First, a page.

Why get an Ethernet adapter for what is intended to be a wireless display device? Well, like me – you might live in an apartment complex where every neighbor has at least two Wi-Fi networks each. A lot of Wi-Fi signaling means your Wi-Fi may be unstable because of interference from all your neighbors’ networks. A wired network connection will ensure the Chromecast will get all the bandwidth it needs on your network.
The YouTube app on my Xbox One as well as the PlayStation 4 has been giving me trouble every evening for the last six months. The apps crash a lot, videos refuse to start playing, and it takes way to long to get the thing working. As I already use Android devices to queue up videos, I thought it would make sense to give the second-generation Google Chromecast a try.
I already have a first-generation Google Chromecast (the one that’s an HDMI stick with one rounded end.) The problem, however, is that the first-generation Chromecast only supports 2,4 GHz wireless networks, and those channels are seriously congested with some 380+ Wi-Fi networks in the immediate vicinity. Because of this, I hardly ever used the Chromecast and it was banished to the drawer of unused electronics after just a few weeks. The 5 GHz band isn’t as crowded yet, and the second-generation Chromecast finally supports this.
As I didn’t have much faith in the Wi-Fi experiment and I’ve a strong preference for wiring up my devices anyway, I ordered an Ethernet Adapter for Google Chromecast as soon as I got the new Chromecast.
The Ethernet Adapter for Chromecast replaces the regular power supply and provides both power and a wired network connection over the same Micro-USB connection. You simply swap out the power supply and stick an Ethernet cable in the adapter and run the cable into your router. It just works without requiring any configuration, though it can be hard to tell if the Ethernet Adapter is working. It worked flawlessly and effortlessly for me, but I wanted to make sure that it did its job too.
The Ethernet Adapter for Chromecast is compatible with both the first and second-generation Chromecast devices.
The adapter is compatible with legacy Ethernet (10BASE-TX) and Fast Ethernet (100BASE-TX) (10 and 100 MBit/s, respectively.) It will work with Gigabit Ethernet equipment, but can’t run up at those speeds. Fast Ethernet should be more than sufficient for streaming four 4 K video streams simultaneously. The network speed going from YouTube, over the Internet, and into your home is more likely going to be the constraining factor than the Ethernet Adapter.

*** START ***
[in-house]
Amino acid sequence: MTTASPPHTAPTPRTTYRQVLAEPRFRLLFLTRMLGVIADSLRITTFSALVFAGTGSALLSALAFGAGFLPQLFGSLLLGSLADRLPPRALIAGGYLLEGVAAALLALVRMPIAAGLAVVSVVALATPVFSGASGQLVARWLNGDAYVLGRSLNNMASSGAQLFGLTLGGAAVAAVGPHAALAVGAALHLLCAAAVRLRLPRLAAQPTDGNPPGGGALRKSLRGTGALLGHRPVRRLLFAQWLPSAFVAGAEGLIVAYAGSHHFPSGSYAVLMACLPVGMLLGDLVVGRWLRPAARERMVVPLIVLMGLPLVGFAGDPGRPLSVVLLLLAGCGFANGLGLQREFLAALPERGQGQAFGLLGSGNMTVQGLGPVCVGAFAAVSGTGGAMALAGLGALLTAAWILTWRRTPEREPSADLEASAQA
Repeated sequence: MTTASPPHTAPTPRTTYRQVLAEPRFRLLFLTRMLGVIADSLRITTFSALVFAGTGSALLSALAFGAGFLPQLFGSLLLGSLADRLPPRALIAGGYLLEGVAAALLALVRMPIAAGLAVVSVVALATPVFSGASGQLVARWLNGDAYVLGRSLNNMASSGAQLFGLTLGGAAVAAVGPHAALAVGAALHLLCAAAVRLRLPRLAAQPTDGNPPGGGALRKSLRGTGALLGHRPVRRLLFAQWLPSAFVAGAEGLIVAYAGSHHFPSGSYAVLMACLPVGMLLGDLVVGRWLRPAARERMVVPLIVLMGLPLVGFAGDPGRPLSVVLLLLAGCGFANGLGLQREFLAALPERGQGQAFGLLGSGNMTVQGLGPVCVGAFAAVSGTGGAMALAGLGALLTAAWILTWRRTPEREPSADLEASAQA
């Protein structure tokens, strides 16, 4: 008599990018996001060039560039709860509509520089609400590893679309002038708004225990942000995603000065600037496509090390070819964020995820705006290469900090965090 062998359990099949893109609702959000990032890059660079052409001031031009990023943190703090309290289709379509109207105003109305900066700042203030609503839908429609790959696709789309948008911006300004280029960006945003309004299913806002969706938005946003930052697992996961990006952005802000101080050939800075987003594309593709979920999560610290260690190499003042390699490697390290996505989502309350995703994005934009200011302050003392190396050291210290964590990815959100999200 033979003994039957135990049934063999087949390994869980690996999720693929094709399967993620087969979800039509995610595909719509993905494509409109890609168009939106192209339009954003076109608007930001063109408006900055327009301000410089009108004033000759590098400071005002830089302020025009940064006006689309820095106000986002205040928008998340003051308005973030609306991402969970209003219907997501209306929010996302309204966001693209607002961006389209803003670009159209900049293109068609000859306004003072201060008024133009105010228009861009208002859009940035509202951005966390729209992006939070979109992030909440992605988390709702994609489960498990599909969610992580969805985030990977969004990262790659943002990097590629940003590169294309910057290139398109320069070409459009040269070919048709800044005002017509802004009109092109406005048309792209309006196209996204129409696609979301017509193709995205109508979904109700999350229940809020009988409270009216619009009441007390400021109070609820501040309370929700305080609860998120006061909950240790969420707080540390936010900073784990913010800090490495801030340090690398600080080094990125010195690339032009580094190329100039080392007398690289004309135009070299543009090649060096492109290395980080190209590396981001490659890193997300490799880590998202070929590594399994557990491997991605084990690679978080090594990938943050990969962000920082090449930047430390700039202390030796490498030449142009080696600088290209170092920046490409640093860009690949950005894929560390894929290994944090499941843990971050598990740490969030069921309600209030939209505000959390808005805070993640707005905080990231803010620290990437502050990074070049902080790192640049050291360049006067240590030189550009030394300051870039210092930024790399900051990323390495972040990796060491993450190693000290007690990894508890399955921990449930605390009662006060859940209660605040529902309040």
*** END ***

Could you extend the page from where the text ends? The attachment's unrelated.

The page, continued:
It’s noteworthy, however, that the Chromecast theoretically supports Wi-Fi speeds up to 500 MBit/s over the 802.11ac standard. This assumes that you live an open field without any walls and no signaling interference under ideal weather conditions. Ethernet has a lower theoretical max speed but it has a much higher actual minimum speed and doesn’t suffer the congestion problem you may have with Wi-Fi.
The real benefit of the Ethernet Adapter for Chromecast is being able to side-step the whole Wi-Fi congestion issue. Streaming video is much more susceptible to temporary network issues or channel switching than other types of activities you carry out online (except for gaming, of course.)
You can use an app like Wi-Fi Channel Analyzer for Android to see how crowded all the Wi-Fi channels are around your home. (Sorry iOS users, Apple doesn’t want you to have toys like this app.) If there are few networks in range than you’re probably good, but the more networks there are the more interference you’ll experience with all your devices.
Using the Ethernet Adapter can theoretically help against the overheating problem reports that people are filling up the Google Product Forums with. I haven’t had a chance to verify this, but it stands to reason that you’d lower the operating temperature of the Chromecast by disabling the power-hungry internal Wi-Fi module and rely on networking being provided by a less power-intensive and external network module. The user manual for the Chromecast Ethernet adapter notes that the Ethernet Adapter can get quite hot with prolonged use, so make sure to ensure good ventilation around both the Chromecast and Ethernet Adapter to keep the devices cool.
Get the Ethernet Adapter for your Chromecast if you’re living in an apartment complex with lots of Wi-Fi hotspots all competing for dominance of your local area wireless. You may prefer to invite every neighbor to an arms race to see who has got the most powerful Wi-Fi transmitter. However, wiring up your lag-sensitive devices will probably cost far less and give you better results without making all your neighbors miserable. Assuming you can run an Ethernet cable up behind your TV, of course.
There isn’t much negative to say about the Ethernet Adapter for Chromecast except for its price. The Ethernet Adapter will cost you half the price of a Chromecast device! Google could just as well have included the Ethernet Adapter instead of the regular power supply with every Chromecast. I’m no expert, but the price difference of the components in the regular power supply that comes bundled with the Chromecast and the Ethernet Adapter seems to be less than 0,22 USD per unit (that is just the retail price before applying mass-production/bulk discounts.)